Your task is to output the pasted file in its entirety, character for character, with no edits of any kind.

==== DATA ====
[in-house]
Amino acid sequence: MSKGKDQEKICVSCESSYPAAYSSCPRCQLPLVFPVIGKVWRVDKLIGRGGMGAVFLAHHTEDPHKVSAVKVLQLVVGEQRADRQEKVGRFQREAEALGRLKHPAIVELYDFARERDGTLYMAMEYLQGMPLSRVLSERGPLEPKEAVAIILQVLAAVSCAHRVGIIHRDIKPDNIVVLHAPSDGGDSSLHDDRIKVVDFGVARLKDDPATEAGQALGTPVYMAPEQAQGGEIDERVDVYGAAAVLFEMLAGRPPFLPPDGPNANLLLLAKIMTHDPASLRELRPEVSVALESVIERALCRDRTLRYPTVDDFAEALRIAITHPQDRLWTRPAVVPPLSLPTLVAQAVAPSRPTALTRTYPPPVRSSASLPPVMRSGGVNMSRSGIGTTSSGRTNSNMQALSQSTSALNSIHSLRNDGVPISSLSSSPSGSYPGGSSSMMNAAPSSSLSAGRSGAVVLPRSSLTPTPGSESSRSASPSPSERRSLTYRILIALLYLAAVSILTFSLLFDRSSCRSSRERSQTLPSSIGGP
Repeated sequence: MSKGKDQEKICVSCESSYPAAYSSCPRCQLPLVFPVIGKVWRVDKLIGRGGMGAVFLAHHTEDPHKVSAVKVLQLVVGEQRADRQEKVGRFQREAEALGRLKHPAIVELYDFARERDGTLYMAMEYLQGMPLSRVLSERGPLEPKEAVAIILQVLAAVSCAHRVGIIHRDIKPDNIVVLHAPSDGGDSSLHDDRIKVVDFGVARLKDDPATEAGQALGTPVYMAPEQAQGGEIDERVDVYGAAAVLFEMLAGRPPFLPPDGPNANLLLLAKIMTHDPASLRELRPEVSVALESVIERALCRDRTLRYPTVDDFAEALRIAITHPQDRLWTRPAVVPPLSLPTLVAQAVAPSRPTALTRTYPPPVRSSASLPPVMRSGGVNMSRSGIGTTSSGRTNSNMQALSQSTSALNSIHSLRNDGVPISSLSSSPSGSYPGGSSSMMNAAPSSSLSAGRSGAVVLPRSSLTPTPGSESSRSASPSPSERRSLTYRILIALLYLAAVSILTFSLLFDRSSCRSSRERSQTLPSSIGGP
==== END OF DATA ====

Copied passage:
[in-house]
Amino acid sequence: MSKGKDQEKICVSCESSYPAAYSSCPRCQLPLVFPVIGKVWRVDKLIGRGGMGAVFLAHHTEDPHKVSAVKVLQLVVGEQRADRQEKVGRFQREAEALGRLKHPAIVELYDFARERDGTLYMAMEYLQGMPLSRVLSERGPLEPKEAVAIILQVLAAVSCAHRVGIIHRDIKPDNIVVLHAPSDGGDSSLHDDRIKVVDFGVARLKDDPATEAGQALGTPVYMAPEQAQGGEIDERVDVYGAAAVLFEMLAGRPPFLPPDGPNANLLLLAKIMTHDPASLRELRPEVSVALESVIERALCRDRTLRYPTVDDFAEALRIAITHPQDRLWTRPAVVPPLSLPTLVAQAVAPSRPTALTRTYPPPVRSSASLPPVMRSGGVNMSRSGIGTTSSGRTNSNMQALSQSTSALNSIHSLRNDGVPISSLSSSPSGSYPGGSSSMMNAAPSSSLSAGRSGAVVLPRSSLTPTPGSESSRSASPSPSERRSLTYRILIALLYLAAVSILTFSLLFDRSSCRSSRERSQTLPSSIGGP
Repeated sequence: MSKGKDQEKICVSCESSYPAAYSSCPRCQLPLVFPVIGKVWRVDKLIGRGGMGAVFLAHHTEDPHKVSAVKVLQLVVGEQRADRQEKVGRFQREAEALGRLKHPAIVELYDFARERDGTLYMAMEYLQGMPLSRVLSERGPLEPKEAVAIILQVLAAVSCAHRVGIIHRDIKPDNIVVLHAPSDGGDSSLHDDRIKVVDFGVARLKDDPATEAGQALGTPVYMAPEQAQGGEIDERVDVYGAAAVLFEMLAGRPPFLPPDGPNANLLLLAKIMTHDPASLRELRPEVSVALESVIERALCRDRTLRYPTVDDFAEALRIAITHPQDRLWTRPAVVPPLSLPTLVAQAVAPSRPTALTRTYPPPVRSSASLPPVMRSGGVNMSRSGIGTTSSGRTNSNMQALSQSTSALNSIHSLRNDGVPISSLSSSPSGSYPGGSSSMMNAAPSSSLSAGRSGAVVLPRSSLTPTPGSESSRSASPSPSERRSLTYRILIALLYLAAVSILTFSLLFDRSSCRSSRERSQTLPSSIGGP